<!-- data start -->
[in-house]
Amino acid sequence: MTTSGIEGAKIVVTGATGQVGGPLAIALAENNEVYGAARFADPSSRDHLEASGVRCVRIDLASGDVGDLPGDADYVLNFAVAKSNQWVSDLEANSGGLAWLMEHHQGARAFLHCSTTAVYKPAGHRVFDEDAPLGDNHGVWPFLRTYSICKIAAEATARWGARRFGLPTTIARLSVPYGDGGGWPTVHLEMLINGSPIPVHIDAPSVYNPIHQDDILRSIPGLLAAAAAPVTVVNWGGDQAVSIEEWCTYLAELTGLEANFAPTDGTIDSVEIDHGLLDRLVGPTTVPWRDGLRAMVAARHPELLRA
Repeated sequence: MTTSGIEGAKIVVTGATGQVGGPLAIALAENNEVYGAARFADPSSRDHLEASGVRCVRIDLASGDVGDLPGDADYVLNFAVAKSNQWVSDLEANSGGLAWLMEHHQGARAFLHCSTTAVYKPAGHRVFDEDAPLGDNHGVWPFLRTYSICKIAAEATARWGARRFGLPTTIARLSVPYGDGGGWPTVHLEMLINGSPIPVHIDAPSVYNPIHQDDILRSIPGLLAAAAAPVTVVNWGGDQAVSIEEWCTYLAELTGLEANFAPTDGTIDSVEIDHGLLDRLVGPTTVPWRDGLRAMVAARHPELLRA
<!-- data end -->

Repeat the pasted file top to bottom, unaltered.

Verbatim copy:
[in-house]
Amino acid sequence: MTTSGIEGAKIVVTGATGQVGGPLAIALAENNEVYGAARFADPSSRDHLEASGVRCVRIDLASGDVGDLPGDADYVLNFAVAKSNQWVSDLEANSGGLAWLMEHHQGARAFLHCSTTAVYKPAGHRVFDEDAPLGDNHGVWPFLRTYSICKIAAEATARWGARRFGLPTTIARLSVPYGDGGGWPTVHLEMLINGSPIPVHIDAPSVYNPIHQDDILRSIPGLLAAAAAPVTVVNWGGDQAVSIEEWCTYLAELTGLEANFAPTDGTIDSVEIDHGLLDRLVGPTTVPWRDGLRAMVAARHPELLRA
Repeated sequence: MTTSGIEGAKIVVTGATGQVGGPLAIALAENNEVYGAARFADPSSRDHLEASGVRCVRIDLASGDVGDLPGDADYVLNFAVAKSNQWVSDLEANSGGLAWLMEHHQGARAFLHCSTTAVYKPAGHRVFDEDAPLGDNHGVWPFLRTYSICKIAAEATARWGARRFGLPTTIARLSVPYGDGGGWPTVHLEMLINGSPIPVHIDAPSVYNPIHQDDILRSIPGLLAAAAAPVTVVNWGGDQAVSIEEWCTYLAELTGLEANFAPTDGTIDSVEIDHGLLDRLVGPTTVPWRDGLRAMVAARHPELLRA